This significant advancement would overturn the paradigm of maximizing the catch of individual species that has prevailed for more than half a century. National legislation to promote the use of ecosystem-based fishery management is expected by September in the U.S. Senate and House of Representatives.
The consensus statement by prominent fishery experts representing 14 research institutions in the United States, the United Kingdom, and Australia, delineates an inclusive approach to fishery management that would balance economic and environmental concerns. It places paramount importance on the overall health of ecosystems, and then considers factors such as predator-prey relationships among species, the quality of the habitat they rely upon, the direct and indirect effects of fish capture methods, and finally, the target species itself.
"We've been putting blinders on, but it is now clear that single-species management is inadequate, and in many cases, destructive," says Dr. Ellen Pikitch, an internationally renowned fisheries scientist and the Executive Director and Professor with the Pew Institute for Ocean Science at the University of Miami's Rosenstiel School of Marine and Atmospheric Science. Pikitch, the lead author on the paper also noted: "An ecosystem-based approach is founded on the notion that robust fisheries depend upon healthy marine ecosystems."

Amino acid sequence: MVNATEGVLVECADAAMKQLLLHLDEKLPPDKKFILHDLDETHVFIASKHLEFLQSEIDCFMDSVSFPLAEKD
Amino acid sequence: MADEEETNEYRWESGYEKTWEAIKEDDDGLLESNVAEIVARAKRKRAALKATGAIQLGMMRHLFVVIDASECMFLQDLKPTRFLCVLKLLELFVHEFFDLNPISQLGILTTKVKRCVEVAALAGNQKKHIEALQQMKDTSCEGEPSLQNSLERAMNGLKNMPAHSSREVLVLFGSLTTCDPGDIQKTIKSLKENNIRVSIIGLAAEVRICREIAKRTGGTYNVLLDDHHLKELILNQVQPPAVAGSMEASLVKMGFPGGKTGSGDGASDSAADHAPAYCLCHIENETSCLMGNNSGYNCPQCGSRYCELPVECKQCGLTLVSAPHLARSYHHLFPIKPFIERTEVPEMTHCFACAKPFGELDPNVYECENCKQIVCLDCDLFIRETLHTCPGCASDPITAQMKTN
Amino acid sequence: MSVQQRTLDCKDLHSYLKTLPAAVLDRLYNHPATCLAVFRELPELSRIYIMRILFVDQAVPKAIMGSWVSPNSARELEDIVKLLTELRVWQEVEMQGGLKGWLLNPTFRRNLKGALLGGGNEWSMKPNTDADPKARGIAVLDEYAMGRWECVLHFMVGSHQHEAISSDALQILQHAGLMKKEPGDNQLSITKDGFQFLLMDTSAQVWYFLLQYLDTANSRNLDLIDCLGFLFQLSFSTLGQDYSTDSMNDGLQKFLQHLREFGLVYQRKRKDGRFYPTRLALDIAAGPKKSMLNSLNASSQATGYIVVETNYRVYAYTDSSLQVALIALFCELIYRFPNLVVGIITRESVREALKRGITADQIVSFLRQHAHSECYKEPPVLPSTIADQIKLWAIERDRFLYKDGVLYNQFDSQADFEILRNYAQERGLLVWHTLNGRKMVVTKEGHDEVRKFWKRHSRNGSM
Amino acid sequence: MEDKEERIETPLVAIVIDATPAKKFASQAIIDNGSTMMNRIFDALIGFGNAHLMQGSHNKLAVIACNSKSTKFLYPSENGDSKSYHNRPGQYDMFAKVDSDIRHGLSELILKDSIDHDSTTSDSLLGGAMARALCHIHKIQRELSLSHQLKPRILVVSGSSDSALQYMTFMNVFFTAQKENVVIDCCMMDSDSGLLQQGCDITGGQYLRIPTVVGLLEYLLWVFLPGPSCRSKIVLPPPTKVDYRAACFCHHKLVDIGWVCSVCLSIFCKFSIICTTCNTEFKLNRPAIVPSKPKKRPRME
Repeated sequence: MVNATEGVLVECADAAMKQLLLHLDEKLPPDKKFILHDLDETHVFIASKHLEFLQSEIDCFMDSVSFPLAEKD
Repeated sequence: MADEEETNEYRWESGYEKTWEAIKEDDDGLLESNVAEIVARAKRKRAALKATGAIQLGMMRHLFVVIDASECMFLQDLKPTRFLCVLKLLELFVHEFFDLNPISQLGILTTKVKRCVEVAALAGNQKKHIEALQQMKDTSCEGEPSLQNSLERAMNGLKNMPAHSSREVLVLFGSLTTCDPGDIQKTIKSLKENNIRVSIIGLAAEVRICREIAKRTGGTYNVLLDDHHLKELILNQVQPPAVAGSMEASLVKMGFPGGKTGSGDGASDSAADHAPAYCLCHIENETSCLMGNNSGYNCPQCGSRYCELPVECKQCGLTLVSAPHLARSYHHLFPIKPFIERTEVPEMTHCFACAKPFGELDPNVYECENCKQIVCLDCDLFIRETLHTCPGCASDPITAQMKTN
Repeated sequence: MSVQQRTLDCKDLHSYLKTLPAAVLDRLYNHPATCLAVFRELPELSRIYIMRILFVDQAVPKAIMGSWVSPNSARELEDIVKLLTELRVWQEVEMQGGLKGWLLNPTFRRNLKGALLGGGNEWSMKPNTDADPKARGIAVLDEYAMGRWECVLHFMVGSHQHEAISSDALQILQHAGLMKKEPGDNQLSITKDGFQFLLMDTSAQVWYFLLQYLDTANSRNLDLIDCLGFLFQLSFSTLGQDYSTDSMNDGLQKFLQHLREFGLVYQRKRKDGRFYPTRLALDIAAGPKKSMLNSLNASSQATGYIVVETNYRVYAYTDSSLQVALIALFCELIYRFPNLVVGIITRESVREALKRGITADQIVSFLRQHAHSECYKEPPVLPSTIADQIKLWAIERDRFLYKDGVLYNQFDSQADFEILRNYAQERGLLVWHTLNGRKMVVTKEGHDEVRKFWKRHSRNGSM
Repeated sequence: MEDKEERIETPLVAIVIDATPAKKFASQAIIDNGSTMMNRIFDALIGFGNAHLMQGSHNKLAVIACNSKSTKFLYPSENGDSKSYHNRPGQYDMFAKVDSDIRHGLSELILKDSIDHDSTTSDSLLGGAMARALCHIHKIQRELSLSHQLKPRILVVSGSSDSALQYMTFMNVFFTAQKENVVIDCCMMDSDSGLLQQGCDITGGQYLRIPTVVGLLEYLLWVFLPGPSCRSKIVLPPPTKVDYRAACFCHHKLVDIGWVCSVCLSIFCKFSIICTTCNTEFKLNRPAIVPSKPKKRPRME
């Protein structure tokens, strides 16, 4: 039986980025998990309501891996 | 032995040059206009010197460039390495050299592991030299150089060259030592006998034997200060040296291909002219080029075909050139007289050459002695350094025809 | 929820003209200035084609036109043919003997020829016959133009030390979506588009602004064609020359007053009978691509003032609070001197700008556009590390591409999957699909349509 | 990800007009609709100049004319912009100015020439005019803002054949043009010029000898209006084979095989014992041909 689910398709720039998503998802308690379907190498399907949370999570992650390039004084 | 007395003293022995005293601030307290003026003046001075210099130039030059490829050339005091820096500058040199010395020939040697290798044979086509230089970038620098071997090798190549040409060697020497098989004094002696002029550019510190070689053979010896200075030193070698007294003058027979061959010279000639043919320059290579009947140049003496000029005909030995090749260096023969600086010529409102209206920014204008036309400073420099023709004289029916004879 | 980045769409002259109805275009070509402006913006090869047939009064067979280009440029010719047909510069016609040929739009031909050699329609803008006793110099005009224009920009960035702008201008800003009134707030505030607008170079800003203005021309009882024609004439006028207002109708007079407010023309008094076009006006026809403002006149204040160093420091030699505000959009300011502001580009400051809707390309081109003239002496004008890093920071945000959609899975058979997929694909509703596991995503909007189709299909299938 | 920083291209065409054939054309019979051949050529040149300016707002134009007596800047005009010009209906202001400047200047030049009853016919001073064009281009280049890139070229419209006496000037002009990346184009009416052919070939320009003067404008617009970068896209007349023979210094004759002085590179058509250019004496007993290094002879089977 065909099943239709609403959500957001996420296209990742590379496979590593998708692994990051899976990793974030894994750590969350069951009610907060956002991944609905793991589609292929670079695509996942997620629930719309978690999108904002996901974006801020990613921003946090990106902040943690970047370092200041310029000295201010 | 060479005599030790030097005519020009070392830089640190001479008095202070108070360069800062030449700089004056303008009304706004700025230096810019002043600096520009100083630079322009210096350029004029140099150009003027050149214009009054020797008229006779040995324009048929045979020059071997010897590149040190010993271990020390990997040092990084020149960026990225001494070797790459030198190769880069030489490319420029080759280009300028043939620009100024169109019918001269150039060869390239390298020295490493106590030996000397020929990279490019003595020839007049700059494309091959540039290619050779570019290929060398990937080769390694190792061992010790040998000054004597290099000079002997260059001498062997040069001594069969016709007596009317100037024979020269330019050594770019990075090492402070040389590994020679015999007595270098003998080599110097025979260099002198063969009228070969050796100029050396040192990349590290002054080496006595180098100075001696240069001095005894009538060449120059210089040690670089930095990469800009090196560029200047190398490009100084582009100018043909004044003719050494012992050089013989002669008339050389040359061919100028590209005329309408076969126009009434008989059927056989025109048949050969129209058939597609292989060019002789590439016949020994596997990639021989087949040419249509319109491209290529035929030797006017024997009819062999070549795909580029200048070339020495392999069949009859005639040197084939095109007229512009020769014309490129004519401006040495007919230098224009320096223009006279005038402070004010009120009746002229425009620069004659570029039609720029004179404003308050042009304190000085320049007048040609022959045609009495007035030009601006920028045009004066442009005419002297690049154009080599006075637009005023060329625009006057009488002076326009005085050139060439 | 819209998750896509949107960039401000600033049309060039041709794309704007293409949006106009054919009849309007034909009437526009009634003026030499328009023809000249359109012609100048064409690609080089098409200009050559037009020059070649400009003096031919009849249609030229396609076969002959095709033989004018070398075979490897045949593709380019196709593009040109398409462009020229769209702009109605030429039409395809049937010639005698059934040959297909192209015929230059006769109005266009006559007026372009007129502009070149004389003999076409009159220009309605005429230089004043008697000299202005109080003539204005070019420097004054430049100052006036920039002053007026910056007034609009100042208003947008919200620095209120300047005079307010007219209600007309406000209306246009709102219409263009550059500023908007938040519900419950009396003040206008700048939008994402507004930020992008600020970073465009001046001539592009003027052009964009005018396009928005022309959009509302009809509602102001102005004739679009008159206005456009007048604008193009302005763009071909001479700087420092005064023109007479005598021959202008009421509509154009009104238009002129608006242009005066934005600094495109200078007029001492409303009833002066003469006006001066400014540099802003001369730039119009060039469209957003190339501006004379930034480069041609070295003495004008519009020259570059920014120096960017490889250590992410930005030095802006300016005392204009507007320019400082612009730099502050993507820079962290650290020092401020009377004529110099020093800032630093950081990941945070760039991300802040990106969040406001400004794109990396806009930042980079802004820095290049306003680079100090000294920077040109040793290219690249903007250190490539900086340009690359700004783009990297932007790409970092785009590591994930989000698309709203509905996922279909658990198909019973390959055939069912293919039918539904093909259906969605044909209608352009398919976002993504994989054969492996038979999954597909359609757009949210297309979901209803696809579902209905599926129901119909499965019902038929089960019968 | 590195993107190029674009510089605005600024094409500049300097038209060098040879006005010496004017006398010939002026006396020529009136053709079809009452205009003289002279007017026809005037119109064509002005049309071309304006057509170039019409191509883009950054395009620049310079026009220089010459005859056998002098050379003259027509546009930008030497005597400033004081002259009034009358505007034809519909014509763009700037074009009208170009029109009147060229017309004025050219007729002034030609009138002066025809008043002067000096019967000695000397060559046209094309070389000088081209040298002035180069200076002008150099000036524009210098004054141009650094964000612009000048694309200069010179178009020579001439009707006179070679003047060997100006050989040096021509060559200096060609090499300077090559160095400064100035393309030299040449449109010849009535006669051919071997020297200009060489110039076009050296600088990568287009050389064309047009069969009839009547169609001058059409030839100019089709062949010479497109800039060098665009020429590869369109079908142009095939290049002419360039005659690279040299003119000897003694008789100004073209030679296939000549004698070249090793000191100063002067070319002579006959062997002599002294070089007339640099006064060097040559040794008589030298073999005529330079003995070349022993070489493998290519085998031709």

Movement towards ecosystem-based approaches has been recommended by the Pew Oceans Commissi
Contact: Jim Harper
Pew Fellows Program in Marine Conservation